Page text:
World

Locusts in your noodles? Singapore approves 16 insect species as food

Silkworm chrysalis.

Dukai Photographer | Moment | Getty Images

From locusts to superworms to honey bees, Singapore has approved 16 species of insects for human consumption.

“With immediate effect, SFA will allow the import of insects and insect products belonging to species that have been assessed to be of low regulatory concern,” the Singapore Food Agency said in a statement.

The agency said the following list of approved bugs can be imported for both human consumption and animal feed for food producing animals.

  1. Western honey bee/European honey bee
  2. Silkworm/silk moth
  3. Lesser wax moth
  4. Honeycomb moth/greater wax moth
  5. Giant Rhino beetle grub
  6. Whitegrub
  7. Mealworm
  8. Lesser mealworm
  9. Superworm beetles/giant mealworm beetle/king mealworm
  10. Grasshopper
  11. American desert locust/desert locust
  12. African migratory locust
  13. Black/field cricket/two-spotted cricket
  14. Common/field cricket
  15. Banded cricket
  16. House cricket

Some local restaurants and retailers have already made plans to add insects to their offerings.

Sustainability-focused Gastrobar Fura had said it would feature insect proteins on its menu following SFA approval. Insectyumz celebrated the approval and said it would import, distribute and sell a range of edible insects. Seafood restaurant House of Seafood also introduced a selection of “intriguing insect dishes” alongside its current menu.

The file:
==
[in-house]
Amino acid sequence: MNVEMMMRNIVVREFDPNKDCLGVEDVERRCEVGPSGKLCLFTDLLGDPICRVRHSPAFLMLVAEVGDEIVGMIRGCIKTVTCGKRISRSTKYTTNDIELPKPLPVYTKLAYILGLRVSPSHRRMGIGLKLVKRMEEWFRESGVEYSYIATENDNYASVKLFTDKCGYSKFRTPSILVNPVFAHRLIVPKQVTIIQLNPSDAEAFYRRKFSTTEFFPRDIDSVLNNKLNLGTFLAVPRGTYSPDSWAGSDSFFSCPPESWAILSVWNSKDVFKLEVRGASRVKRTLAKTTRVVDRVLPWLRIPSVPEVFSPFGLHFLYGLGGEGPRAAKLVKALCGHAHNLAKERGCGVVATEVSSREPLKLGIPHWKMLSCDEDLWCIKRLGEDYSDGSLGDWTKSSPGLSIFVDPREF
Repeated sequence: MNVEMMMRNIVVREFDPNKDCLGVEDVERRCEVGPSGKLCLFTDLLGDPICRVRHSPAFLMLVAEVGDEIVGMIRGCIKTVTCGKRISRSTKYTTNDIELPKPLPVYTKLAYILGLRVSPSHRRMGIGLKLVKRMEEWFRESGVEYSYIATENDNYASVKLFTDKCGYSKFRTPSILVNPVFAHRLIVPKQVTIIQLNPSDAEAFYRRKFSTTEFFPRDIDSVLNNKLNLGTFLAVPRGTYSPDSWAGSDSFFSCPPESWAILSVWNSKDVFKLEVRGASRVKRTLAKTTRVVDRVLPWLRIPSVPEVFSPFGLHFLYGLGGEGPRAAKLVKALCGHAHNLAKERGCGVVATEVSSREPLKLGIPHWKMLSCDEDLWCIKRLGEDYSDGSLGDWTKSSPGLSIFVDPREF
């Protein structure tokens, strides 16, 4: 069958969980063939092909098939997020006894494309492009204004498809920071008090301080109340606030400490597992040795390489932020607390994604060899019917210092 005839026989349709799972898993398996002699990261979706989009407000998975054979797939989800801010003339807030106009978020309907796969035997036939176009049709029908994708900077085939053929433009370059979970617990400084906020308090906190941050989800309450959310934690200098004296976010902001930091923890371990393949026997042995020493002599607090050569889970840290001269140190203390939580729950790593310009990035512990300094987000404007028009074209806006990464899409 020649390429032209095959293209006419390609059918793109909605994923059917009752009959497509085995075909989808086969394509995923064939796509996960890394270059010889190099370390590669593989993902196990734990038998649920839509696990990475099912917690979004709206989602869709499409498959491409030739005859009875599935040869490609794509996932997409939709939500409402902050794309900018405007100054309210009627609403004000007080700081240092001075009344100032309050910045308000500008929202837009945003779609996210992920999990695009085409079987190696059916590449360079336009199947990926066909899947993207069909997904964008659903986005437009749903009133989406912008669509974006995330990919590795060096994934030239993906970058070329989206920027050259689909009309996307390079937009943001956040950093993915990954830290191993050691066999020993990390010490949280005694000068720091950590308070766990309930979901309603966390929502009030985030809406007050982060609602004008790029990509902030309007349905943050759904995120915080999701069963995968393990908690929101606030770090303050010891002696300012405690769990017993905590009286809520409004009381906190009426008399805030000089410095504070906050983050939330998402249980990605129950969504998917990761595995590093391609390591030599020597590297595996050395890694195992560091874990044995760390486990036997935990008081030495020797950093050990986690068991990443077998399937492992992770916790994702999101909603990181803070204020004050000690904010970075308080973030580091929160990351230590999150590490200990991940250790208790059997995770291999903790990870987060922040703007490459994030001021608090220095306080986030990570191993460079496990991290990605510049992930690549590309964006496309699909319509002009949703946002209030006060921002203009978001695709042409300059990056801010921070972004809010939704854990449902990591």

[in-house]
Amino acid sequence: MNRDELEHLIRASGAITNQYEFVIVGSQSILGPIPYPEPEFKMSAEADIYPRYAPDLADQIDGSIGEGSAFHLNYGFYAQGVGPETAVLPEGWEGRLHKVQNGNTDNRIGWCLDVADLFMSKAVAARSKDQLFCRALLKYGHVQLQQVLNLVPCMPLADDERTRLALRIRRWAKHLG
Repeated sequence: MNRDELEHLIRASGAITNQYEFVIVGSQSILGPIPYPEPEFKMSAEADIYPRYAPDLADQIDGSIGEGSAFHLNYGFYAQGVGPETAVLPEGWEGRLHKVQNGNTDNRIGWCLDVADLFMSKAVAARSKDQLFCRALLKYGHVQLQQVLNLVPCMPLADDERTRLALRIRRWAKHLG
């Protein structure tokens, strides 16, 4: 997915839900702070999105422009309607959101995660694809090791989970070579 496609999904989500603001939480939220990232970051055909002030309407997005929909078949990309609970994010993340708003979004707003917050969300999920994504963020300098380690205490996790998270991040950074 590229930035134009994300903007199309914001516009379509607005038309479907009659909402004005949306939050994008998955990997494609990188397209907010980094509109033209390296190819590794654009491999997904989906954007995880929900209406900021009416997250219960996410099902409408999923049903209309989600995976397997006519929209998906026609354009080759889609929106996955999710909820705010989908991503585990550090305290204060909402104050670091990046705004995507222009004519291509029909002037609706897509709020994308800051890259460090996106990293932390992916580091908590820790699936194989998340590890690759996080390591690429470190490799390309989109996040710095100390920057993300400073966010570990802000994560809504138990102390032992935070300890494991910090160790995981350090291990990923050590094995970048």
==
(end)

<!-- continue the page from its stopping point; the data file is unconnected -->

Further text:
Singapore’s food agency acknowledged that the country’s insect industry is “nascent” and that the critters are a new food item in the city-state. But in announcing a regulatory framework for edible insect imports, the SFA emphasized its priority was ensuring the safety of food consumed in Singapore.

Edible insects on a bowl of rice.

Aflo Images | Aflo Images | Getty Images

The guidelines stipulate that the insects cannot be harvested from the wild and must be manufactured in regulated premises. SFA said that in its consideration of new insects for consumption, they must have a documented history of consumption as food outside of Singapore.

The United Nations’ Food and Agriculture Organization has promoted insects as alternative protein sources which are also more sustainable as their cultivation emits less greenhouse gases than traditional animal livestock.

“Edible insects contain high quality protein, vitamins and amino acids for humans,” the FAO said, adding that insects require less feed than sheep or cattle to yield an equivalent amount of protein.

The SFA noted that other countries already allow insect consumption, including Australia, South Korea, Thailand and the European Union.


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